- Be as specific as possible about who you want an introduction to and why. Sometimes it can’t be helped, but generally speaking, sending broad open requests comes across as lazy. Or worse, it gives the impression that you‘re unlikely to make the most of the introduction even if it happens. Don’t just send me an email saying, ‘can you introduce me to some brands you know’. Which brands will be most useful? Have you prepared a target list? Is it actually better for you to speak to someone at an agency that works with multiple brands? Is there a specific person or type of person that you ultimately want to be in touch with? I’m usually happy to help curate a list, but in that case you need to have put some work in beforehand.
- Ask nicely. This goes without saying. And don’t forget to say thank you either! It’s surprising how often this gets overlooked. By making an introduction I’m conceptually spending a small amount of social capital that could be spent on something else. And there’s a limit to the number of intros one individual can make.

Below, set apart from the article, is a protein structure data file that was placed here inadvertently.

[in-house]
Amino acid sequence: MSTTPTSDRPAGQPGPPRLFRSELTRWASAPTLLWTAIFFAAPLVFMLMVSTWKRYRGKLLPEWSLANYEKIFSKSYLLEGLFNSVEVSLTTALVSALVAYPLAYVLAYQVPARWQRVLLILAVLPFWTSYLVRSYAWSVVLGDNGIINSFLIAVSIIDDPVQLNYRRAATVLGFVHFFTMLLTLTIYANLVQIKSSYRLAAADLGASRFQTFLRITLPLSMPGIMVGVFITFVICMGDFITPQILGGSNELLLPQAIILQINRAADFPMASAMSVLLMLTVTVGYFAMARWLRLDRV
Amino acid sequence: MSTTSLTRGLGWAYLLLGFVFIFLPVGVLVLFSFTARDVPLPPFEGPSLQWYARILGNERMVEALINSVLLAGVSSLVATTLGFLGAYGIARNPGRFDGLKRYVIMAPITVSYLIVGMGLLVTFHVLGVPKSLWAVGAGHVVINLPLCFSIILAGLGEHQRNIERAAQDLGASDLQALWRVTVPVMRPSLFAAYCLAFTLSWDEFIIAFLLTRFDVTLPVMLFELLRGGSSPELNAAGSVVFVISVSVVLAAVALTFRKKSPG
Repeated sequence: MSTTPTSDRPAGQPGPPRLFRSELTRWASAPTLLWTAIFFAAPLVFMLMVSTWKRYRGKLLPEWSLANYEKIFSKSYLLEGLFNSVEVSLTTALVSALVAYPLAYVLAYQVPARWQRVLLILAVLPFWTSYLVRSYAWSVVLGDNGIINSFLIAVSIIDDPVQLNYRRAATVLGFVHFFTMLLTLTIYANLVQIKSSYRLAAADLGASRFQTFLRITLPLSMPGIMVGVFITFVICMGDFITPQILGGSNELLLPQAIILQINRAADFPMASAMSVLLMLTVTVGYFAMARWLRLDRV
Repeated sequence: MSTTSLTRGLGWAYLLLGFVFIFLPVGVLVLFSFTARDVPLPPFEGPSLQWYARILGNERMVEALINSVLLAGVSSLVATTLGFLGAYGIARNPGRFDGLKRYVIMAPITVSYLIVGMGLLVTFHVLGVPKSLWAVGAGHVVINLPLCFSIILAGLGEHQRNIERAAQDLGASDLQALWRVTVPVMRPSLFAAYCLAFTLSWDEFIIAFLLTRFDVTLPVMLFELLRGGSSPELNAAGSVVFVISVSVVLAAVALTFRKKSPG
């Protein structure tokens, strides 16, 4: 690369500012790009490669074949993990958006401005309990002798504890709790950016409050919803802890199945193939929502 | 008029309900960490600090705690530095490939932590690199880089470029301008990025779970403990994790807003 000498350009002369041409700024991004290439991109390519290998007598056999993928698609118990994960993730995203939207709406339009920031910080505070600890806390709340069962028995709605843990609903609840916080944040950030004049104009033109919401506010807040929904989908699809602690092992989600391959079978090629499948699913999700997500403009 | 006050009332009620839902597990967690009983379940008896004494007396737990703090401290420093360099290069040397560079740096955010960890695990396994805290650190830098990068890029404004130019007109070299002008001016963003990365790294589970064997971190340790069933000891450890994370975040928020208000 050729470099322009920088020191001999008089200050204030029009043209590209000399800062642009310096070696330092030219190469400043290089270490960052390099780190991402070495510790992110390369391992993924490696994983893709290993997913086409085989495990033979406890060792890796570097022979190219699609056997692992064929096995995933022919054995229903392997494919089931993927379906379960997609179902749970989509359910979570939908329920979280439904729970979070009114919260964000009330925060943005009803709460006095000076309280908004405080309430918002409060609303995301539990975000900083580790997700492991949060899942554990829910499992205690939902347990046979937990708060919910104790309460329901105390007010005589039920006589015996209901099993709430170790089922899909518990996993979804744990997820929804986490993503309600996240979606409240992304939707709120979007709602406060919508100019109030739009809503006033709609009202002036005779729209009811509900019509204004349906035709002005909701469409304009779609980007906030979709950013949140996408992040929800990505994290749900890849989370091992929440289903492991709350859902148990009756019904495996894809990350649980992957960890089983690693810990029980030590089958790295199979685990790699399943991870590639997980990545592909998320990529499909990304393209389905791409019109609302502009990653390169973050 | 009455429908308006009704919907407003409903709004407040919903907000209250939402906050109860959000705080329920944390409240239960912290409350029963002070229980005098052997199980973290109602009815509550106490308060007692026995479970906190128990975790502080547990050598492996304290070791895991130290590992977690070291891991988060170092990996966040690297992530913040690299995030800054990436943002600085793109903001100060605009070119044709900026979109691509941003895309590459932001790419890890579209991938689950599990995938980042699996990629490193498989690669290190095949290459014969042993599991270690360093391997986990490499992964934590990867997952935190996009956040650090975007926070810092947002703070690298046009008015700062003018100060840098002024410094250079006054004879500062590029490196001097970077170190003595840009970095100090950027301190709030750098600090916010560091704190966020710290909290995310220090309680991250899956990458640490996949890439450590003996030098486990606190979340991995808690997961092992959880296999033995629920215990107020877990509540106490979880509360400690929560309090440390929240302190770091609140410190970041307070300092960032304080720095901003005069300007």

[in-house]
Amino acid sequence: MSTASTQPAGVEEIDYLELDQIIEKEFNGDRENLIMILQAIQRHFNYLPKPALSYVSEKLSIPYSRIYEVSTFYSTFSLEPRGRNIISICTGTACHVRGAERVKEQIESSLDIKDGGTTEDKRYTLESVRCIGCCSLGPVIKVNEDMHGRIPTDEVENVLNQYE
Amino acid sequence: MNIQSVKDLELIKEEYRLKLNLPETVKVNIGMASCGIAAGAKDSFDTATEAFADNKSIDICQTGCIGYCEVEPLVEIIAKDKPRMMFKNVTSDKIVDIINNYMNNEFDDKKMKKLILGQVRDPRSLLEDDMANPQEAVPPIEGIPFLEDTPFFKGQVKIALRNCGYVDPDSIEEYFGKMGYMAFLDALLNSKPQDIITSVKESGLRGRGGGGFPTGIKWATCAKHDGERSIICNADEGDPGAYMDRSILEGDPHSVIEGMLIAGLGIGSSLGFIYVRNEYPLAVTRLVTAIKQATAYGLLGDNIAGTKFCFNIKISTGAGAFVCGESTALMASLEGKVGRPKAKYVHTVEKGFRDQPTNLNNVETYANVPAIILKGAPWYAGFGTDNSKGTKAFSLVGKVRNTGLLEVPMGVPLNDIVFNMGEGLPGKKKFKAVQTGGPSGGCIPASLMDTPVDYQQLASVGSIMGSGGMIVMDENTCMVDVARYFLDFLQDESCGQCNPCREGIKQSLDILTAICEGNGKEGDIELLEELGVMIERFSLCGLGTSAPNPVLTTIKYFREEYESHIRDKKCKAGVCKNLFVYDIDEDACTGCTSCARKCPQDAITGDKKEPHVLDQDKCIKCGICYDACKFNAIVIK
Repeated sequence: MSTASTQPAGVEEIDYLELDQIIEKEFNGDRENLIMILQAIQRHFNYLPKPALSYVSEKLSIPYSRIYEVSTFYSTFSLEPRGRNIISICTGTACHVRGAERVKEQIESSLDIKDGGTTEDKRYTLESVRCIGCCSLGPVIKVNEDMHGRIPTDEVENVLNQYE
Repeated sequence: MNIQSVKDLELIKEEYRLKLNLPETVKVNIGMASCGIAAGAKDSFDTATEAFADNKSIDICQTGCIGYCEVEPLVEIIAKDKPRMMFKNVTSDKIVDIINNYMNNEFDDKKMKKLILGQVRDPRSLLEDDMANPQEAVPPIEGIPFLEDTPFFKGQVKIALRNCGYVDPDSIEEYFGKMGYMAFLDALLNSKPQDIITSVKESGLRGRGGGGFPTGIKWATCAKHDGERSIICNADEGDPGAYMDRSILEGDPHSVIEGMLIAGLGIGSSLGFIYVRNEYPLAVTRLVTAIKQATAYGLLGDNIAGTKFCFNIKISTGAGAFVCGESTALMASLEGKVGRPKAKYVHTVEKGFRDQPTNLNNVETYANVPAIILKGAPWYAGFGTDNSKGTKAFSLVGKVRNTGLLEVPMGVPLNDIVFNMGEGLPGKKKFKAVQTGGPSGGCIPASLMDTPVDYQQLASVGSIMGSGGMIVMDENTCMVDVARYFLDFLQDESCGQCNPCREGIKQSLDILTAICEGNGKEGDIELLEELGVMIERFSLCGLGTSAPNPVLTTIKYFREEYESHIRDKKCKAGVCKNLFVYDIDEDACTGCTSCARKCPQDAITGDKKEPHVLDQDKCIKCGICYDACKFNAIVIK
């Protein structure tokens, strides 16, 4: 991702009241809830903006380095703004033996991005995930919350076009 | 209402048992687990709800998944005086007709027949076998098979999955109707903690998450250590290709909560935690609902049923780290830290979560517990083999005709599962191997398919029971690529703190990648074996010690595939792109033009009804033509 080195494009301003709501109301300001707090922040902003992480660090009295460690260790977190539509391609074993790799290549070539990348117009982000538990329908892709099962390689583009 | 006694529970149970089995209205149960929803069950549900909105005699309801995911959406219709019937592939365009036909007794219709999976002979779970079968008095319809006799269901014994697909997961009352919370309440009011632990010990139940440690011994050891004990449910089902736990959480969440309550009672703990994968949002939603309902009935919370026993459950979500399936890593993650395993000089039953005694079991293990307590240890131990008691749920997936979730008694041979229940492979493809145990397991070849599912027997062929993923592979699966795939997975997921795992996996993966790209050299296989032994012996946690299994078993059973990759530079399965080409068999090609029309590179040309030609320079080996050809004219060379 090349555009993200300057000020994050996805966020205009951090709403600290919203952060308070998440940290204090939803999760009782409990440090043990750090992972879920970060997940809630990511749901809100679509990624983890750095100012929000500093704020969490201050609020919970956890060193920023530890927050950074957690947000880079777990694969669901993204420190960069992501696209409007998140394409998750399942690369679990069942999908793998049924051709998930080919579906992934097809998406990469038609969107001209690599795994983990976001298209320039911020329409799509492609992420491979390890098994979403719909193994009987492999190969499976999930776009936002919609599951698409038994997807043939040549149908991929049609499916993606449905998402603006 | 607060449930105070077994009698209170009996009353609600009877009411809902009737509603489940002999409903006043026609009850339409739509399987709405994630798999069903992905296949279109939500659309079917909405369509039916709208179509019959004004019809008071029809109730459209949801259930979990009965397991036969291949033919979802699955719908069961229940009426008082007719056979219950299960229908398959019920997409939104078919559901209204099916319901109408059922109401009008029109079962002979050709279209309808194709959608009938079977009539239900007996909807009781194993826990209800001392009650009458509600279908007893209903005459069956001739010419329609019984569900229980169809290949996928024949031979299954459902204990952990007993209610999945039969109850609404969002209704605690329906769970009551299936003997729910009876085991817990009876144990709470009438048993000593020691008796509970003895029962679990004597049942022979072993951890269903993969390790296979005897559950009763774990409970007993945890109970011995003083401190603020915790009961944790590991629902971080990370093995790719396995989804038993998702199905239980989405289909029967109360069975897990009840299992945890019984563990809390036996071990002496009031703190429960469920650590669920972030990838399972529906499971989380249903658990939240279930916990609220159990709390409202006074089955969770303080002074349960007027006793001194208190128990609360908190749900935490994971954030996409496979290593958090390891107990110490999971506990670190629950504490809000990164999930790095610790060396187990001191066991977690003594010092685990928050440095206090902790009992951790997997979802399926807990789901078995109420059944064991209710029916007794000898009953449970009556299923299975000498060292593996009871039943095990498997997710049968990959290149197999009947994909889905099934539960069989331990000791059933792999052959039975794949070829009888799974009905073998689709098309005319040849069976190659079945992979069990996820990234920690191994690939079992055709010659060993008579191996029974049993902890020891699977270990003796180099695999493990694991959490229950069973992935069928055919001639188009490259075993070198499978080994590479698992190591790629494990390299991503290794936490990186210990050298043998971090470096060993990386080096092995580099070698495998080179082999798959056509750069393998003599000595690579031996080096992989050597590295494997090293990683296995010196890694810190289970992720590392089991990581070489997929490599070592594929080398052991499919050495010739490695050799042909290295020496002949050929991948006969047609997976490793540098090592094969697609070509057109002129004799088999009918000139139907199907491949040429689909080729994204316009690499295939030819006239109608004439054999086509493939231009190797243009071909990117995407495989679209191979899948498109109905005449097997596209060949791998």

The Forwardable Email
It takes a long time to write a great intro email and in almost all cases you are the one that has the greatest knowledge on why you want the intro and how that person can be helpful.
My job is to have as strong a connection with the recipient and be able to lend weight to your character and the reason why you want an email. But your job is to set the intro up for success by including all the relevant info to make the recipient want to get back to you.
So, if you send me an intro request, in most cases I’ll ask you to send me a forwardable email. And by this I mean an email sent from you to me in such a way that I can simply hit ‘forward’, write 1–2 quick personal sentences to the recipient and then send.
This is where things often break down. It’s surprising how many poor emails I then receive. So I’m going to lay down exactly what I mean by this, with an example, to help you and to help me.